I don't think there are many weird-news-themed beers. But back in March, Cigar City Brewing of Tampa created a special batch of Florida Man beer. It's an IPA with hints of grapefruit, mango and passion fruit. However, they made only 3,000 bottles that sold for $9 each at select retail locations in Florida. So probably all gone.
Are there any other foods or beverages named after weird-news themes?
The Bible contains only one full recipe, which is given to Ezekiel by God (Ezekiel 4:9):
Take you also to you wheat, and barley, and beans, and lentils, and millet, and fitches, and put them in one vessel, and make you bread thereof… And you shall eat it as barley cakes, and you shall bake it with dung that comes out of man.
So you gotta bake it with human poop, which means it might not be to everyone's taste. Though God subsequently relented and allowed Ezekiel to substitute cow dung.
This was one of the recipes explored by the Rev. Rayner Hesse and Anthony Chiffolo in their book Cooking With the Bible (it came out in 2006), in which they set out to recreate the various meals and foods that appear throughout the Bible. Apparently they cooked up some Ezekiel bread, as an experiment, and Hesse said it tastes "like moldy bean sprouts." But he added, "You don't want to eat it. Never, ever. Let me emphasize that: Never."
Other treats to be found in the book include Locust Soup, and Locusts and Honey. More info at the LA Times.
Browsing through the municipal code of La Mesa, CA (it's a suburb of San Diego and also happens to be the fine town that I call home), I came across this unusual law:
Every person who transports a commercial quantity of avocados shall cause a statement of ownership to be prepared and retained in his personal possession at all times while transporting said avocados...
"Commercial quantity of avocados" shall mean any quantity of avocados in excess of forty (40) pounds exclusive of the container...
Any peace officer, upon probable cause to believe a person is transporting a commercial quantity of avocados, may stop such person and inspect such avocados, whereupon, the statement of ownership described in Section 10.70.030 shall be presented to said peace officer upon request.
Any peace officer, upon reasonable belief that a person is not in legal possession of a commercial quantity of avocados, may seize such avocados without warrant. Upon seizure the peace officer shall take custody of the avocados and turn the same over to the custody of the Chief of Police.
Obviously we take avocados seriously out here. I wonder if the same rule applies to guacamole.
Perhaps you weren't eating bugs because it wasn't easy enough to prepare them. Well, now there's the Entopod. Designed by Edinburgh student Courtney Yule, the Entopod is a "starter kit" for eating bugs. It includes a grinder for making insect flour, detachable containers for heating the insecto-food in the oven, and more! She hopes it will encourage people to experiment with "entomophagy." More info at BBC News.
In this 1910 experiment, nine musicians played the "Blue Danube" waltz and other selections while farm hands milked 61 Jerseys and Holsteins.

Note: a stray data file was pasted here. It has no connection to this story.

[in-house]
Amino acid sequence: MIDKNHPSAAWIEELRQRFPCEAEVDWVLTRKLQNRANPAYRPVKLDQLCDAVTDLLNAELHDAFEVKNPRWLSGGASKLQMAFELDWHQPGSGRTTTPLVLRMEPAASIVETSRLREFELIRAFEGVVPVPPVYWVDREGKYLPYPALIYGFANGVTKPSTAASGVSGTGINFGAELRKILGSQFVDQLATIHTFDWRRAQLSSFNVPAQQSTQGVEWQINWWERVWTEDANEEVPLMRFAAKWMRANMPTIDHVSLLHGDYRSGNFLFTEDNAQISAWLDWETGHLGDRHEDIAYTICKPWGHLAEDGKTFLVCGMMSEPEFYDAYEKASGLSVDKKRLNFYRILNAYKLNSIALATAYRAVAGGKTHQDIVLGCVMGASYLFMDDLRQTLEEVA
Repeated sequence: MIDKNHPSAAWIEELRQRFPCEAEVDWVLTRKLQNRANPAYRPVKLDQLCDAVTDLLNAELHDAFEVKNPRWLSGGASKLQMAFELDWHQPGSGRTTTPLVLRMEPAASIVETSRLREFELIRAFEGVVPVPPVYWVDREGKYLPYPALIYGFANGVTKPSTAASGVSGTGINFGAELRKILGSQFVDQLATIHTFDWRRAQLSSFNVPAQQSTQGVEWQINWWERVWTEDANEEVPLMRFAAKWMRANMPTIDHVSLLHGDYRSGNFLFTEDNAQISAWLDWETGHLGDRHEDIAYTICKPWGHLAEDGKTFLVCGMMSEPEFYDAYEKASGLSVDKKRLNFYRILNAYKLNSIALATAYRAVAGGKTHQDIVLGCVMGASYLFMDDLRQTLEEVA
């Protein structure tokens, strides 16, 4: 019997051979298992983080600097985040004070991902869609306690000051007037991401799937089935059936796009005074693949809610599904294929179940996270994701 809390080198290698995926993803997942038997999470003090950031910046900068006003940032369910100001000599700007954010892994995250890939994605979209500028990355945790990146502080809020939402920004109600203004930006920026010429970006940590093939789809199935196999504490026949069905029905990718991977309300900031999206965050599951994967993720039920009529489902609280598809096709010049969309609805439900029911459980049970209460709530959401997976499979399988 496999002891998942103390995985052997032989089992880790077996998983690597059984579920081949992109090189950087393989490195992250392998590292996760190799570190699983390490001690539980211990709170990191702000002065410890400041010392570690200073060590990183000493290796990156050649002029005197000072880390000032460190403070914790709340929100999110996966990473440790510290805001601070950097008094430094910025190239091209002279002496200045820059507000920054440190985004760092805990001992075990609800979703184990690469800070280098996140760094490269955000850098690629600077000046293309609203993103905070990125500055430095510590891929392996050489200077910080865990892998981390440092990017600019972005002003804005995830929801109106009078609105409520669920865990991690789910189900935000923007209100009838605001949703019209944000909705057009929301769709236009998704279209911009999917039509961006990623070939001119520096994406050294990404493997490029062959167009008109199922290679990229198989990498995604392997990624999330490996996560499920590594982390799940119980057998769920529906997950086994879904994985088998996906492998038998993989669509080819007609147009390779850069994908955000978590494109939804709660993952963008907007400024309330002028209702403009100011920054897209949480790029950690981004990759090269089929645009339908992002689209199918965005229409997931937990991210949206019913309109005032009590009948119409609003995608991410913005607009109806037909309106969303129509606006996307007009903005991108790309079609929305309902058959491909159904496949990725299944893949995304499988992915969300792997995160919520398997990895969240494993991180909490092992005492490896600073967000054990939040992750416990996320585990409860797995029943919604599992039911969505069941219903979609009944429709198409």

The result: "The music calmed the nerves of the cows and their udders let down all the milk in them." Also, this milk "tasted better and had a more happy effect upon the drinkers than the milk served which had not been 'music impregnated.'"
Why aren't the upscale food stores of today (like Whole Foods) selling music-impregnated milk? I'm sure there are people who would spend the extra money for it.
Turns out there are no laws in the U.S. specifically outlawing cannibalism, except in Idaho, which has this statute on the books:
CRIMES AND PUNISHMENTS
18-5003. CANNIBALISM DEFINED -- PUNISHMENT. (1) Any person who wilfully ingests the flesh or blood of a human being is guilty of cannibalism.
(2) It shall be an affirmative defense to a violation of the provisions of this section that the action was taken under extreme life-threatening conditions as the only apparent means of survival.
(3) Cannibalism is punishable by imprisonment in the state prison not exceeding fourteen (14) years.
What's going on in Idaho that inspired this law? A 2011 article in the Journal of Law and Social Deviance explains:
In Idaho, anthropophagy (called cannibalism by statute) is illegal. The statute makes it an offense to drink human blood or consume human flesh, punishable by up to fourteen years in prison. The law was conceived in 1990 as a response to fears that ritualized practices involving sexual abuse and torture of minors would include anthropophagy. The legislators criminalized the consumption of human blood and flesh out of a concern that children would be sacrificed, eaten, or forced to consume the tissue of murdered or necrotic bodies during ritual practices.
But what about placenta-eating (a practice that's been discussed a number of times here on WU)? Wouldn't the Idaho statute make this practice illegal? Yes, technically it would. But the same article argues that if Idaho ever tried to send anyone to prison for placenta eating (or any other non-harmful, consensual form of cannibalism — ingesting blood, etc.), their statute would probably be ruled unconstitutional as it violates a fundamental "right to privacy."